National Anti-Corruption Commission Legislation
The Australian Government committed to legislating a powerful, transparent and independent National Anti-Corruption Commission by the end of 2022.
On 30 November 2022, the National Anti-Corruption Commission Act 2022 and National Anti-Corruption Commission (Consequential and Transitional Provisions) Act 2022 were passed by the Australian Parliament. These Acts received Royal Assent on 12 December 2022.
The legislation provides for the establishment of the Commission, and for the transitional arrangements for the existing Australian Commission for Law Enforcement Integrity to be subsumed into the Commission.
The National Anti-Corruption Commission will have broad jurisdiction to investigate public sector corruption and will have prevention and education functions to improve anti-corruption efforts in the Commonwealth public sector.
To find out more about the legislation, visit the APH website.
For an overview of the government's design principles and the legislation, visit the NACC publications page.
Establishment of the Commission
The government expects the Commission will begin operations in mid-2023. The Attorney General's Department and the Australian Commission for Law Enforcement Integrity are working closely to achieve this.
Further information to support agencies ahead of the establishment of the Commission will be provided in the coming months.
Independence from Government
The Commission will operate independently of government.
The Commissioner and Inspector will have discretion in how they perform their roles. This includes whether to commence an investigation, and how they will conduct their investigations.
Similar to a federal judge, the Commissioner, Deputy Commissioners and Inspector will have security of tenure. Their appointment will be approved by a Parliamentary Joint Committee, and the Commissioner will be appointed for a single, non-renewable, fixed 5-year term.
Jurisdiction of the Commission
The Commission will have broad jurisdiction to investigate serious or systemic corruption, including criminal and non-criminal conduct and conduct that occurred before it was established.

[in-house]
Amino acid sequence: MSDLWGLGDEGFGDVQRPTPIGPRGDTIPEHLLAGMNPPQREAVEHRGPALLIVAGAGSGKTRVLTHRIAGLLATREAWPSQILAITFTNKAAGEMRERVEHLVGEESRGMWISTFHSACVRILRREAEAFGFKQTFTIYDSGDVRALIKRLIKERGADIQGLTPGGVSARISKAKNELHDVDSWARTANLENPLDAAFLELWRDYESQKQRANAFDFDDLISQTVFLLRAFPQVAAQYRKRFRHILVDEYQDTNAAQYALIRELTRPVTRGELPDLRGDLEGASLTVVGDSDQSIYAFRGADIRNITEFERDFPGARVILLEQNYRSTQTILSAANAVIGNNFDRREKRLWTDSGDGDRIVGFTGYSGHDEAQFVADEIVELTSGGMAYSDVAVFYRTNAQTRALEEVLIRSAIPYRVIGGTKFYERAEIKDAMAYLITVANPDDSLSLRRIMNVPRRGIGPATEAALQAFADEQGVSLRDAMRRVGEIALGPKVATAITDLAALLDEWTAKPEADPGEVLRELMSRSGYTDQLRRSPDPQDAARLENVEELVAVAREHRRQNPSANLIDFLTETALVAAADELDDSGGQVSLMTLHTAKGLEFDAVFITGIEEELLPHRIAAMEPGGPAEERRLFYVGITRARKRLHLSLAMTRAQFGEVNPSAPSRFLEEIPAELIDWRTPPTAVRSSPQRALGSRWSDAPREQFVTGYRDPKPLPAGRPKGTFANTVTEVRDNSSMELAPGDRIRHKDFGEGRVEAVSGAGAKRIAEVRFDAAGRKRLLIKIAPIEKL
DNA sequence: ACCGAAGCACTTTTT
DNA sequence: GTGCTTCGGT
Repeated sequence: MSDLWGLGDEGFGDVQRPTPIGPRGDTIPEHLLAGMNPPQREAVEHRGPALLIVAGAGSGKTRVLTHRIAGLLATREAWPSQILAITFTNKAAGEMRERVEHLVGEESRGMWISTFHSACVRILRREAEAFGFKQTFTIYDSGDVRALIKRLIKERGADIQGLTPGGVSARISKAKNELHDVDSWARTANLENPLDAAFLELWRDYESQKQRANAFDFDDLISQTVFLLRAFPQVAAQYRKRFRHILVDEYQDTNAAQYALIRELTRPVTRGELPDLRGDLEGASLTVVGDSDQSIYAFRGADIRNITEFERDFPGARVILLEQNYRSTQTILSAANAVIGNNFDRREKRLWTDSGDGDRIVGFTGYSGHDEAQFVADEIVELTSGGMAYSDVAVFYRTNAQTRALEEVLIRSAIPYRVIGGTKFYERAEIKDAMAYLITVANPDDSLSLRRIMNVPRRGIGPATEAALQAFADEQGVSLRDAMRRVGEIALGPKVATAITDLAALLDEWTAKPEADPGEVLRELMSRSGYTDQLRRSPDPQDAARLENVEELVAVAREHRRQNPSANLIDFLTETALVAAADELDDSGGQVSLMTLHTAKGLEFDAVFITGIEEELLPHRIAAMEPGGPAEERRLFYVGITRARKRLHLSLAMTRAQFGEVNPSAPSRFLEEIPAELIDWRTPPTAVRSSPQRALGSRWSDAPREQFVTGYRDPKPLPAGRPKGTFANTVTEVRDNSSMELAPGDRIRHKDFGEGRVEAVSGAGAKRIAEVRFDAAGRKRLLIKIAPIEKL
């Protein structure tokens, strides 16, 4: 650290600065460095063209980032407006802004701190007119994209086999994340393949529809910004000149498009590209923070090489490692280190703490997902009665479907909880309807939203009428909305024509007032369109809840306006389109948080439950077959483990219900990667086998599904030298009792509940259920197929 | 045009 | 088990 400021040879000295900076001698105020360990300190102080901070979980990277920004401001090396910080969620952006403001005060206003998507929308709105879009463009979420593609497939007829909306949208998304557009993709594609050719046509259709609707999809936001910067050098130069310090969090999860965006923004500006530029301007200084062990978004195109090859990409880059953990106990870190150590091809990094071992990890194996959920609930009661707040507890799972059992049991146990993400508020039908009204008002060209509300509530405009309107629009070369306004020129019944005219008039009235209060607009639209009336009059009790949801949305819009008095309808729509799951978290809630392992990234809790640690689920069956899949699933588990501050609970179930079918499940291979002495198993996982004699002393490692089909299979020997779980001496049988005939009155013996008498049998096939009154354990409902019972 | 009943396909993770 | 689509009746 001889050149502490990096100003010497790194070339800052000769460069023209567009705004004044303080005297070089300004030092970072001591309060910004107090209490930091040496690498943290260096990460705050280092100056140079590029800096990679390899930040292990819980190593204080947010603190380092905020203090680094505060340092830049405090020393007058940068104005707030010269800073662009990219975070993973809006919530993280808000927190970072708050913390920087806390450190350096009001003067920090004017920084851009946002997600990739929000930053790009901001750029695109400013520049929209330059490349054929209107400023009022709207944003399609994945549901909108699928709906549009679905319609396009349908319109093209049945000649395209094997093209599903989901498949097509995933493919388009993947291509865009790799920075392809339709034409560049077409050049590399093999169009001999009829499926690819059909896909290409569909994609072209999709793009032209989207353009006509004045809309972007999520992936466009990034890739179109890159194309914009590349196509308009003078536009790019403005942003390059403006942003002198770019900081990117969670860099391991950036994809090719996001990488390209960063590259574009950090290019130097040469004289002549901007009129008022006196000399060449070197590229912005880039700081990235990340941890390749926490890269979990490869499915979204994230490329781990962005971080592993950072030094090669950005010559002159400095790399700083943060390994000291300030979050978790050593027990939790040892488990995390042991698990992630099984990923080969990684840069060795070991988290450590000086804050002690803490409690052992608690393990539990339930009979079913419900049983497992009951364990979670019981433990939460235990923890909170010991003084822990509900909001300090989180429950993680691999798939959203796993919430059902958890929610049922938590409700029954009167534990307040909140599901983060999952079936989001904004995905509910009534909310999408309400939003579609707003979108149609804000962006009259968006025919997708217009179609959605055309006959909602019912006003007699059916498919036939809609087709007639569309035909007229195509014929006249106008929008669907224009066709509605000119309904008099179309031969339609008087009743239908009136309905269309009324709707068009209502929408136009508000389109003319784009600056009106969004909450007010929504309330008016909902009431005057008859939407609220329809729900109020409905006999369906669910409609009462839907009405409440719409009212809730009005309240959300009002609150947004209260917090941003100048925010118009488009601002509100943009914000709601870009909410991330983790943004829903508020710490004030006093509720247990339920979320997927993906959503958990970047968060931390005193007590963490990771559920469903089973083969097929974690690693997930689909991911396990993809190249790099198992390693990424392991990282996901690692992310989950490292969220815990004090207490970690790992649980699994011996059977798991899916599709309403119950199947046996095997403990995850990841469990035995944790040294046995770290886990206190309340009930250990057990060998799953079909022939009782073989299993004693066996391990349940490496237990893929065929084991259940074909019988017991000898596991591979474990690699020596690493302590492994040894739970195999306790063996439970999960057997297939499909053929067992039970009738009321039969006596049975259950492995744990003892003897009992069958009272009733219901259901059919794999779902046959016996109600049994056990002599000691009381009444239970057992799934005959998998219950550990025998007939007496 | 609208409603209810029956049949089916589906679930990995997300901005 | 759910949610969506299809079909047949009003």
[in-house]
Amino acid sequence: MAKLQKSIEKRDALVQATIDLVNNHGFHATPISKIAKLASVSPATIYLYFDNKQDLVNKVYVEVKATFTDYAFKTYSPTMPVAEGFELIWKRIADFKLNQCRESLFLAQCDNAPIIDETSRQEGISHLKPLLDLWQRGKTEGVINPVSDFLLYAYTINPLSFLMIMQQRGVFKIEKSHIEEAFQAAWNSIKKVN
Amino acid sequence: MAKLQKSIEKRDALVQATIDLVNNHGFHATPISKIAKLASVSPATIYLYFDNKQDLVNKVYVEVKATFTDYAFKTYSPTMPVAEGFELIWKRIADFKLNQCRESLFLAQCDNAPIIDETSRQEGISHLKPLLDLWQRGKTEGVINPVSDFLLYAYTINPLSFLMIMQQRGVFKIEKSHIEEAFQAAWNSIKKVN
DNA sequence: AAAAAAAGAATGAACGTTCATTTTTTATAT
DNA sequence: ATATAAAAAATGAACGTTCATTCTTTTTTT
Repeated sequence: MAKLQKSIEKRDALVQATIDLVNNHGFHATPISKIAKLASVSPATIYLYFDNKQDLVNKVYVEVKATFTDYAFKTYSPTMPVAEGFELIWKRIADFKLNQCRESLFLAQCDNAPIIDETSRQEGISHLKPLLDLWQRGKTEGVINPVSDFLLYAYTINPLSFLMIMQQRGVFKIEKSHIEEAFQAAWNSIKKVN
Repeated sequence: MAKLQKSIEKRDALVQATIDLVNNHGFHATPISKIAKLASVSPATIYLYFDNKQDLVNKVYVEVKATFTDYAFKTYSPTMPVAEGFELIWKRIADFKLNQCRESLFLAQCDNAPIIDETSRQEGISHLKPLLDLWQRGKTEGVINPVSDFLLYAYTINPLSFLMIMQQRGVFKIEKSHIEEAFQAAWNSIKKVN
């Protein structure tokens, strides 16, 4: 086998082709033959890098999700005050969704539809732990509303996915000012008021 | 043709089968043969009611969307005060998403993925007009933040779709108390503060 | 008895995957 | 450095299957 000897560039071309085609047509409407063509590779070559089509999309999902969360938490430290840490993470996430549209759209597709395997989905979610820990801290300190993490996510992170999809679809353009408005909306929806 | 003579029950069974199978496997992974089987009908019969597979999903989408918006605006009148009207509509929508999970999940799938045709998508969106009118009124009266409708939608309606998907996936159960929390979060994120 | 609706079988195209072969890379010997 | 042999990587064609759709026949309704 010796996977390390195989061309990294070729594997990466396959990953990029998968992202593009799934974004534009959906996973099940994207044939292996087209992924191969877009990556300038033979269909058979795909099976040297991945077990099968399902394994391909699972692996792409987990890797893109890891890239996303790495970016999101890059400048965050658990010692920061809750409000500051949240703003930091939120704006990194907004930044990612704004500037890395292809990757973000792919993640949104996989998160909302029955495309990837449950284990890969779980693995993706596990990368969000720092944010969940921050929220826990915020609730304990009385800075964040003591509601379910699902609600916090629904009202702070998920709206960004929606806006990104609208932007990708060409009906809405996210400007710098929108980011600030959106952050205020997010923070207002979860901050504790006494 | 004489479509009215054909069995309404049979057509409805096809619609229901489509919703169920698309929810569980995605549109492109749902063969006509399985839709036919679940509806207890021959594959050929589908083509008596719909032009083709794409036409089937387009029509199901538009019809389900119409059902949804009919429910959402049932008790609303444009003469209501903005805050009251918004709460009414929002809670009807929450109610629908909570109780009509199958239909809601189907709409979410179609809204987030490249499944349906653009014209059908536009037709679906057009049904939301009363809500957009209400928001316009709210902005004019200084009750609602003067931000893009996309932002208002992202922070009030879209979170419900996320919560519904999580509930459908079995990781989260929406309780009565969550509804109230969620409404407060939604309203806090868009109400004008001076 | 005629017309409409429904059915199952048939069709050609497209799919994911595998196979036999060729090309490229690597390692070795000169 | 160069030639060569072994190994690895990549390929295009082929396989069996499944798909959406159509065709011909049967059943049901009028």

The Commission will be able to investigate the conduct of public officials and those who seek to corrupt public officials. This includes the power to investigate ministers, parliamentarians and their staff, statutory office holders, employees and contractors of government agencies and contracted service providers.
There will also be appropriate coverage of third parties, including those whose conduct adversely affects, or could adversely affect, the honesty or impartiality of the performance of a public official's functions.
The Commission will be able to undertake preliminary investigations in order to determine the existence or nature of a corruption issue and whether it could involve serious or systemic corrupt conduct. It will be able to investigate issues that could involve serious or systemic corruption and to refer corruption issues it does not investigate to other agencies to consider or investigate as appropriate.
Matters such as external fraud against the Commonwealth that do not involve the corruption or attempted corruption of public officials will continue to be dealt with by the AFP and other agencies.
Referring issues to the Commission
Any person will be able to refer a corruption issue to the Commission. The Commission could also commence an investigation on its own motion.
Commonwealth agency heads will have mandatory referral obligations where they suspect an issue could involve serious or systemic corrupt conduct.
Protections for disclosers
The legislation provides a range of protections for people who disclose information or evidence to the Commission.
These protections provide immunity from civil, criminal and administrative liability for those making disclosures, and criminal penalties for anyone taking, or threatening to take reprisal action against a whistleblower or witnesses assisting the Commission.
Public officials making disclosures to the Commission will also be able to access protections under the Public Interest Disclosure Act 2013.
The Commission will have discretion in how it deals with matters referred to it and will not be subject to ministerial direction.
It could investigate serious or systemic corruption on its own initiative (alone or jointly with another agency), refer an allegation to another agency, or take no action.